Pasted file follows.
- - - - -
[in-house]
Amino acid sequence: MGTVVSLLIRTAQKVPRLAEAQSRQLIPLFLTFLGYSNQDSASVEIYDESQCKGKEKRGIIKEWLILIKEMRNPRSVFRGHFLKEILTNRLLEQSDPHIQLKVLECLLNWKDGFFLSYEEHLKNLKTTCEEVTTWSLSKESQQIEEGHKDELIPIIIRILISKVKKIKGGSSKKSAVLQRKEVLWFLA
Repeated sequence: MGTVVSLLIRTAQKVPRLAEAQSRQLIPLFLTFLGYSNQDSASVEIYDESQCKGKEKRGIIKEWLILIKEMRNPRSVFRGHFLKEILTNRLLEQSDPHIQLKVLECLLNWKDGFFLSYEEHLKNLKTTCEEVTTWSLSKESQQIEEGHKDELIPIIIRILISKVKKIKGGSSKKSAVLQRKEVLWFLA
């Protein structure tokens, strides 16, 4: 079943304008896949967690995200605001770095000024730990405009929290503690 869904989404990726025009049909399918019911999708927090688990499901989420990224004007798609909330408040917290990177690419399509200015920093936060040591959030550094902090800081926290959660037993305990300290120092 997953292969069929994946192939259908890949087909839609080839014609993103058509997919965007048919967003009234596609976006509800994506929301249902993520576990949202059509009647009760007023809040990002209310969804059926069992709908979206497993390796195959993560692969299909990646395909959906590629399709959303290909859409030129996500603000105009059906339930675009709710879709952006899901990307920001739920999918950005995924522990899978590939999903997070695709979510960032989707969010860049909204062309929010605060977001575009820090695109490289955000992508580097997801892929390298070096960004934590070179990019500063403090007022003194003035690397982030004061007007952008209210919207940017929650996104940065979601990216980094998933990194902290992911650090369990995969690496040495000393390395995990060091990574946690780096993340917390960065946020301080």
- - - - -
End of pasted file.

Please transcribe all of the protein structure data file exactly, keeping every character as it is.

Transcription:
[in-house]
Amino acid sequence: MGTVVSLLIRTAQKVPRLAEAQSRQLIPLFLTFLGYSNQDSASVEIYDESQCKGKEKRGIIKEWLILIKEMRNPRSVFRGHFLKEILTNRLLEQSDPHIQLKVLECLLNWKDGFFLSYEEHLKNLKTTCEEVTTWSLSKESQQIEEGHKDELIPIIIRILISKVKKIKGGSSKKSAVLQRKEVLWFLA
Repeated sequence: MGTVVSLLIRTAQKVPRLAEAQSRQLIPLFLTFLGYSNQDSASVEIYDESQCKGKEKRGIIKEWLILIKEMRNPRSVFRGHFLKEILTNRLLEQSDPHIQLKVLECLLNWKDGFFLSYEEHLKNLKTTCEEVTTWSLSKESQQIEEGHKDELIPIIIRILISKVKKIKGGSSKKSAVLQRKEVLWFLA
């Protein structure tokens, strides 16, 4: 079943304008896949967690995200605001770095000024730990405009929290503690 869904989404990726025009049909399918019911999708927090688990499901989420990224004007798609909330408040917290990177690419399509200015920093936060040591959030550094902090800081926290959660037993305990300290120092 997953292969069929994946192939259908890949087909839609080839014609993103058509997919965007048919967003009234596609976006509800994506929301249902993520576990949202059509009647009760007023809040990002209310969804059926069992709908979206497993390796195959993560692969299909990646395909959906590629399709959303290909859409030129996500603000105009059906339930675009709710879709952006899901990307920001739920999918950005995924522990899978590939999903997070695709979510960032989707969010860049909204062309929010605060977001575009820090695109490289955000992508580097997801892929390298070096960004934590070179990019500063403090007022003194003035690397982030004061007007952008209210919207940017929650996104940065979601990216980094998933990194902290992911650090369990995969690496040495000393390395995990060091990574946690780096993340917390960065946020301080």